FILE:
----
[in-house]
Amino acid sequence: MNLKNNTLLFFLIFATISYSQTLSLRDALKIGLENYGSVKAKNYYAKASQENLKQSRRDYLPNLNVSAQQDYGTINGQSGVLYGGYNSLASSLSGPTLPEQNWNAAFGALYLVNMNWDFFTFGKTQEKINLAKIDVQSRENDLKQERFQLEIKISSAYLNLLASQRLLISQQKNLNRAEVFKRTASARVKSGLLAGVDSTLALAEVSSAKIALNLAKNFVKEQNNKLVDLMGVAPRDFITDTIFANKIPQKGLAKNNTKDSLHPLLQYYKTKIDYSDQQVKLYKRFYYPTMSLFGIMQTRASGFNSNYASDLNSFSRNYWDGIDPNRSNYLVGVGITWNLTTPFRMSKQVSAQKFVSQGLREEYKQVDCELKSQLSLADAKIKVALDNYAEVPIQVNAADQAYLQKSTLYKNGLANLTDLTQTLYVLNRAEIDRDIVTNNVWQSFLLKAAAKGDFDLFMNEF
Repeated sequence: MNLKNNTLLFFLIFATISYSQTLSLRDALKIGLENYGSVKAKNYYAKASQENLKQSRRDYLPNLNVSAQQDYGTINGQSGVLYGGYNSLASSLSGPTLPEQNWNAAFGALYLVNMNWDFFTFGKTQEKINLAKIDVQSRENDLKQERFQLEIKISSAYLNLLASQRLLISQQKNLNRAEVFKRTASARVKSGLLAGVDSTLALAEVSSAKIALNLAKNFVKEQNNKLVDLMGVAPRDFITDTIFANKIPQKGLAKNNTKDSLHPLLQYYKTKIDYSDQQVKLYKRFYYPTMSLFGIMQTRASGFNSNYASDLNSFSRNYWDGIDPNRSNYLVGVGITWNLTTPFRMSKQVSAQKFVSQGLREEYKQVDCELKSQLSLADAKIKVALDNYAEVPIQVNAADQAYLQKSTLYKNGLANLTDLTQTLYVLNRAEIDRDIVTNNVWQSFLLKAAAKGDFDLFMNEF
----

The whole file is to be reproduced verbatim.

[in-house]
Amino acid sequence: MNLKNNTLLFFLIFATISYSQTLSLRDALKIGLENYGSVKAKNYYAKASQENLKQSRRDYLPNLNVSAQQDYGTINGQSGVLYGGYNSLASSLSGPTLPEQNWNAAFGALYLVNMNWDFFTFGKTQEKINLAKIDVQSRENDLKQERFQLEIKISSAYLNLLASQRLLISQQKNLNRAEVFKRTASARVKSGLLAGVDSTLALAEVSSAKIALNLAKNFVKEQNNKLVDLMGVAPRDFITDTIFANKIPQKGLAKNNTKDSLHPLLQYYKTKIDYSDQQVKLYKRFYYPTMSLFGIMQTRASGFNSNYASDLNSFSRNYWDGIDPNRSNYLVGVGITWNLTTPFRMSKQVSAQKFVSQGLREEYKQVDCELKSQLSLADAKIKVALDNYAEVPIQVNAADQAYLQKSTLYKNGLANLTDLTQTLYVLNRAEIDRDIVTNNVWQSFLLKAAAKGDFDLFMNEF
Repeated sequence: MNLKNNTLLFFLIFATISYSQTLSLRDALKIGLENYGSVKAKNYYAKASQENLKQSRRDYLPNLNVSAQQDYGTINGQSGVLYGGYNSLASSLSGPTLPEQNWNAAFGALYLVNMNWDFFTFGKTQEKINLAKIDVQSRENDLKQERFQLEIKISSAYLNLLASQRLLISQQKNLNRAEVFKRTASARVKSGLLAGVDSTLALAEVSSAKIALNLAKNFVKEQNNKLVDLMGVAPRDFITDTIFANKIPQKGLAKNNTKDSLHPLLQYYKTKIDYSDQQVKLYKRFYYPTMSLFGIMQTRASGFNSNYASDLNSFSRNYWDGIDPNRSNYLVGVGITWNLTTPFRMSKQVSAQKFVSQGLREEYKQVDCELKSQLSLADAKIKVALDNYAEVPIQVNAADQAYLQKSTLYKNGLANLTDLTQTLYVLNRAEIDRDIVTNNVWQSFLLKAAAKGDFDLFMNEF